John Murray on the Kingdom’s links to the great rock & roll band
With the sad news surrounding Mick Jagger’s long term girlfriend this week several Fifers have been recalling times they saw Mick in the Kingdom.
Back when the Stones would play the Caird Hall Dundee, he was sat in the cafe in Leuchars after seeing some motorbikes parked up outside.
As recent as 2003 Mick was again seen in the Crusoe Hotel for a half Guinness and crisps where he duly signed an autograph for the owner.
He had been in the East Neuk seeking the surviving relatives of the late Ian Stewart who was raised in Pittenweem.
Without Ian there would have been no Stones - it was his band, formed with guitarist Brian Jones.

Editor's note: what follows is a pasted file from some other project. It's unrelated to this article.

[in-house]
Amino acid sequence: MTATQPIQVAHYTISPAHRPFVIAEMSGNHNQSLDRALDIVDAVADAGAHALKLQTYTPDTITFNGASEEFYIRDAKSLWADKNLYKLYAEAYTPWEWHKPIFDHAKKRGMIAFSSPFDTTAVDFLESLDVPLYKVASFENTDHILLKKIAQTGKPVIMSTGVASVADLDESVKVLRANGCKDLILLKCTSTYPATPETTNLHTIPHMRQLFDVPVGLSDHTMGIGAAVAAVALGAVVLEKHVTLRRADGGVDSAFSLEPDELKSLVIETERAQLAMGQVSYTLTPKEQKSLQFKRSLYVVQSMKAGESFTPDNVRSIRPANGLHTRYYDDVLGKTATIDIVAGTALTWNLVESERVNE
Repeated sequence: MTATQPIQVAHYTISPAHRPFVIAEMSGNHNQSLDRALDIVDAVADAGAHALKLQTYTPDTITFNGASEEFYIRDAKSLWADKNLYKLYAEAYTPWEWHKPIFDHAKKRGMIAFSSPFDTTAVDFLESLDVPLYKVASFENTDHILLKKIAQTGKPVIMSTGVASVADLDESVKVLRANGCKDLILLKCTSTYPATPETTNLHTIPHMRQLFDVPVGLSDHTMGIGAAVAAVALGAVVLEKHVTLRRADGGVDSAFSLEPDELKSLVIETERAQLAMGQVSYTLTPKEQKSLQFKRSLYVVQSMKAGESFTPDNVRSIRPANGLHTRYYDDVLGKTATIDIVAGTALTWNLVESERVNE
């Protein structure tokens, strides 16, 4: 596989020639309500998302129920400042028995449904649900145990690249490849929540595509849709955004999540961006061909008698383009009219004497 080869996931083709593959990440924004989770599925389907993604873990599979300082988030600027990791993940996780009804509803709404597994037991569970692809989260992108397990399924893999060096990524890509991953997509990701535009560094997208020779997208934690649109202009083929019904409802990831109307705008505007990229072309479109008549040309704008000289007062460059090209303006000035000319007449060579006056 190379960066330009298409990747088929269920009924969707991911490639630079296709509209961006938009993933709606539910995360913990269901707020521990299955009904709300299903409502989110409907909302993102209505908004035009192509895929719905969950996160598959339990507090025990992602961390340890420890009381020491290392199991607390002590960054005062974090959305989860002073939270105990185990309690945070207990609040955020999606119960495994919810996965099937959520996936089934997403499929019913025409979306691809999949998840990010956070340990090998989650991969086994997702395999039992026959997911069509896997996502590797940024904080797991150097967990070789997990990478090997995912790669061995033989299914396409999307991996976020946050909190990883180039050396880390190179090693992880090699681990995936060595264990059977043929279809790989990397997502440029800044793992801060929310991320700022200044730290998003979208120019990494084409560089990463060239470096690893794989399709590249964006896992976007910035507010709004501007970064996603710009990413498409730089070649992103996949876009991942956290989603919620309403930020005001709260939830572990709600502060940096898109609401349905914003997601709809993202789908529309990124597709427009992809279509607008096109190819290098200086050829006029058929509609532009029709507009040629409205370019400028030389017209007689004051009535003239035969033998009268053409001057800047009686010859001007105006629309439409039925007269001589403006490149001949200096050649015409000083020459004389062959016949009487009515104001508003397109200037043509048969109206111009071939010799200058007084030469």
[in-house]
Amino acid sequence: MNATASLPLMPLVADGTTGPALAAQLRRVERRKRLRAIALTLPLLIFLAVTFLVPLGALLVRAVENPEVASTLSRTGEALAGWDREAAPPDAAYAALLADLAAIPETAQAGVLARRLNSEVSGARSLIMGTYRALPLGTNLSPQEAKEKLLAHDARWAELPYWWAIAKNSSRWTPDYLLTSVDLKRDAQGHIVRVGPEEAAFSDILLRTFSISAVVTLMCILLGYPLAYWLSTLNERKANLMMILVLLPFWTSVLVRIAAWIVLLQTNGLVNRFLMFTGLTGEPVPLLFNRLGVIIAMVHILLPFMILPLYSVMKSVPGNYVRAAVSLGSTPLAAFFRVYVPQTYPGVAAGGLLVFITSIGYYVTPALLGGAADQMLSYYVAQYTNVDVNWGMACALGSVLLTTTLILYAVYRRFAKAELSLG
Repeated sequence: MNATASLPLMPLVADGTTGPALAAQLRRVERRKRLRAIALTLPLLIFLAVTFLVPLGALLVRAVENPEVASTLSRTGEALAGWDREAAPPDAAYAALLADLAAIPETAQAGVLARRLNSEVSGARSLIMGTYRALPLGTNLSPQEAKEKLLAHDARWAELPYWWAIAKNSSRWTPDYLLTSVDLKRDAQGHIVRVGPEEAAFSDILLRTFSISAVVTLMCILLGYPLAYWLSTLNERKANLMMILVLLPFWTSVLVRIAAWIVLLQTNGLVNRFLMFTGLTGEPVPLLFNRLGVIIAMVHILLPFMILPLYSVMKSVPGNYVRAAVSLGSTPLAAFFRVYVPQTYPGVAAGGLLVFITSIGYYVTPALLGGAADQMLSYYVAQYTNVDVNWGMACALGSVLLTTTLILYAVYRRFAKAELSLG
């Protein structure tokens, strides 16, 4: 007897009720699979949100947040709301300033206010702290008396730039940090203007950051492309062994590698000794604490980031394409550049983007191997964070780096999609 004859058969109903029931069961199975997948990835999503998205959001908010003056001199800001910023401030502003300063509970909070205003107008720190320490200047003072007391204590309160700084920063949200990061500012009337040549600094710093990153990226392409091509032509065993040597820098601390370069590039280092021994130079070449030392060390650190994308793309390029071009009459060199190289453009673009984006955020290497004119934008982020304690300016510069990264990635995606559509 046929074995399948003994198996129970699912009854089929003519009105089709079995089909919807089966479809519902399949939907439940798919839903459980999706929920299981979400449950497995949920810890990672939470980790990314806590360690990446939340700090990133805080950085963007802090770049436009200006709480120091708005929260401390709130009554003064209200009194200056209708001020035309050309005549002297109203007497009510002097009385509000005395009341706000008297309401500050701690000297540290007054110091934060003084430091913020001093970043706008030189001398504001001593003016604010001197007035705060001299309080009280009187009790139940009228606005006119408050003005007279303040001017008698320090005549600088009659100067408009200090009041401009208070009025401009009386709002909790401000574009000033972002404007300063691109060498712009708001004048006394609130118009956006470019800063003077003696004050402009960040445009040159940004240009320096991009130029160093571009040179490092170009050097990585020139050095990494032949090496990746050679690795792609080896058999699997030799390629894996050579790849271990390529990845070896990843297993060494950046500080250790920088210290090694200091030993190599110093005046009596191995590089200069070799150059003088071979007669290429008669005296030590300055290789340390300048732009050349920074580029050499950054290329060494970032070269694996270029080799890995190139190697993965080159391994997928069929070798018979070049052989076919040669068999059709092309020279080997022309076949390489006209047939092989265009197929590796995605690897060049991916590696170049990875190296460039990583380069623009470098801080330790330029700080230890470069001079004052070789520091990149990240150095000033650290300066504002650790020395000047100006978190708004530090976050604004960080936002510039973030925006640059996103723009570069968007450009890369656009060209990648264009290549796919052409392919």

Back at the birth of British R&B in 1961, ‘Stu’ as he was known would sit in on piano with drummer Charlie Watts at sessions by Alexis Korner at the Ealing Jazz Club.
Brian wanted to form his own band and Stu answered his ad in Jazz News.
Stu then invited his mate Mick to audition which he did but on the condition he could bring Keith Richards.
Playing boogie-woogie piano to Keith’s riffs they hit it off immediately and so began the legacy.
By July 1962 they still had no drummer or name for the combo until they landed a gig at the Marquee Club.
Needing a name, Brian looked at a Muddy Waters LP and said Rollin’ Stone – as so it was.
Nearly a year later PR man Andrew Loog Oldham saw them as his first signing.
His fashion sense dropped Stu - he didn’t fit the long hair thin boy image.
He would be on every album and tour though but missed the photo shoots.
Clean living Stu died of a heart attack aged just 47 and as a tribute plays out the Dirty Work album released 1986.
Bill Janovitz tells the stories in 50 Rolling Stones songs in his book Rocks Off (Polygon, £12.99).